Stainless Steel Knife Firecraft Myths. Field Tested!

Discussion in 'Wilderness & Survival Skills' started by Woods Walker, Sep 12, 2016.

  1. Woods Walker

    Woods Walker

    Jun 3, 2010
    There are always myths floating around bushcraft and knife topics. Stainless steel knives have been subject to firecraft myths so I decided to field test these two:

    1. They can't strike a spark via ferro rod.

    2. They can't strike a spark via flint/chert/quartz/whatever rocks.

    Bonus myth:

    3. You can't use the edge of your knife as a ferro rod striker.

    Obviously I haven't used every type of Carbon or Stainless knife steel ever made but have tested multiple types in the past. None of my findings clashed with my previous experience. I will also compare knife steel to a dedicated high carbon steel striker which was made by Wolf Creek Forge from an old File. Maybe W1 but not sure. Ok lets take a look at the stars of the show. The knives and kit used. Yes we will be starting a fire.

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    1. Mora older 546.
    2. Mora #2.
    3. Ferro rod. Dang cool looking one!
    4. WCF Colonial flint and steel striker.

    More knives used.

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    1. Mora Robust.
    2. LMF Mora firecraft knife. In Zombie Green! Yes toxic/bright/funky green is the international color of Zombies!
    3. KJ Mora older and nicer 511 type knife.

    Carbon vs. Stainless Firecraft myths! GO!!!

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    Like much of my testing this was done in the woods using mostly materials found that day. Flint and Steel methodology will require rocks so I found some.

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    Cedar bark would be useful for both a ferro rod or Flint and Steel fire.

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    Dead dry grass actually isn't my preferred tinder as it rained hard in the AM but went for it anyways.

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    Also had imported flint and chaga which was foraged from these very woods a year ago.

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    Time to put the myths to the test.

    Myth:

    1. Stainless steel knives can't strike a spark via ferro rod.

    Busted.

    Total bull dung. Both stainless or carbon steel knives seemed equally as effective. The fact Mora's LMF knife is made from 12c27 should be a good indicator this myth is false. Just square the spine of your knife and odds are it will toss a great spark from a ferro rod be it carbon or stainless. Most probably know this however this myth keeps popping up online. The proof is on the video for anyone interested.

    Myth:

    2. Stainless steel knives can't strike a spark via flint/chert/quartz/whatever rocks.

    Plausible or confirmed.

    I only tested Mora knives here but have tried this with other stainless steel blades in the past. The results were always the same. Never a hint of a spark. I might as well be hitting the rock with wet clay. I used both native and imported rocks hoping to catch a spark on charcloth. I was prepared to use chaga and charred natural tinder (charred tree bark) but never got a chance because it doesn't work.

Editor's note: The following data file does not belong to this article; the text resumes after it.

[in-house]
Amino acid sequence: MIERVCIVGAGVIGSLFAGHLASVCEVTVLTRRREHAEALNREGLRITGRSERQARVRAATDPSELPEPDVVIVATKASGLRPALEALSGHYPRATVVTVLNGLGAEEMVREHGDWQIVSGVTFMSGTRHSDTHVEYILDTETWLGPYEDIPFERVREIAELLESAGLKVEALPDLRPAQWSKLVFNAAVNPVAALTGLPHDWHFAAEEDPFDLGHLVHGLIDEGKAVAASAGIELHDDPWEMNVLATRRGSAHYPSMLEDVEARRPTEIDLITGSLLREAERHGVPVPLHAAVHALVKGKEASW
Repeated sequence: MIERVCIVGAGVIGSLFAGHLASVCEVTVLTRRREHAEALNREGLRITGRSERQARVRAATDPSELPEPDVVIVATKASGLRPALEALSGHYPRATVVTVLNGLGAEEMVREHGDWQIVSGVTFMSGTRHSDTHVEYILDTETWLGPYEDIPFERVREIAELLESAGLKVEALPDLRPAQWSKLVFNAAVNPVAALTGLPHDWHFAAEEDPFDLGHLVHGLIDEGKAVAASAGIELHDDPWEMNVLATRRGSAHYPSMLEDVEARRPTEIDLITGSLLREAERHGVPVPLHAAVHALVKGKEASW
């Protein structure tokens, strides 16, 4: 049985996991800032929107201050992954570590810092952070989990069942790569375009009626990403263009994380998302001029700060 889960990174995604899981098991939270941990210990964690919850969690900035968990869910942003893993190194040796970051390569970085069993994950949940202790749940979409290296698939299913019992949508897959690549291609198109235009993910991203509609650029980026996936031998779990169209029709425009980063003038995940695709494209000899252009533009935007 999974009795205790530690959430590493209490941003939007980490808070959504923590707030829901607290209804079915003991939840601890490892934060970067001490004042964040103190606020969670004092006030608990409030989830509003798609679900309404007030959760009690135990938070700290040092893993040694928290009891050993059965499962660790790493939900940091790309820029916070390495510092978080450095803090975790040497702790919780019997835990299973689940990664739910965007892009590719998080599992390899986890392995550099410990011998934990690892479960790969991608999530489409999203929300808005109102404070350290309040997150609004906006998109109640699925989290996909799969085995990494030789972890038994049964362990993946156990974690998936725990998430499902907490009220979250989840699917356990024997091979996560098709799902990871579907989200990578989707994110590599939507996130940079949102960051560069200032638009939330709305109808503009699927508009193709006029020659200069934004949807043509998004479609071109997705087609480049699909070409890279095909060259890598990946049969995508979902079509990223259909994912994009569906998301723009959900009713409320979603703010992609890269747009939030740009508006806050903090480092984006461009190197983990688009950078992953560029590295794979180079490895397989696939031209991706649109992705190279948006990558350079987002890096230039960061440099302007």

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    The dedicated striker tossed mad sparks. The Mora #2 tossed marginally in comparison but still effective sparks. The 546 nothing. Zero.

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    Fire all done. The flames are in the video along with the flint and steel action. Watch me fail to get even a hint of a spark from stainless!

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    All of that stated I am not saying a stainless steel knife absolutely can't toss a spark via rock. I have not tried every last stainless steel made or every last knife using that material. However can say I have never been able to do it over the years and can see why the myth is grounded in facts. A stainless steel knife just doesn't want to toss a spark when hit by a rock.

    Bonus myth:

    3. You can't use the edge of your knife as a ferro rod striker.

    Busted.

    The spine is better as it won't dull your edge but if yea gotta, it's not the end of the world. See me do the unthinkable in the video. That said lots of things can strike a spark off a ferro rod such as sharp rocks etc.

    Safety warning.

    During this test I did things which could easily result in serious injury. It wouldn't take much for someone to cut themselves using a knife as a striker and more so if under physical stress from exposure etc etc etc. The knives I used were shaving sharp.

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    In the micro second of not paying attention during taking the last photo was all it took to get a little cut. Ok this wasn't a deep cut but imagine the damage a rapidly swinging hand hold a rock striking a knife could do. There are multiple methods of using a knife to toss a spark from either a ferro rod or rock. Some safer than others. That said a dedicated flint and steel striker IMHO is often safer and more effective. I like using a knife as a ferro rod striker but a dedicated strike for that works great as well. Just something to consider.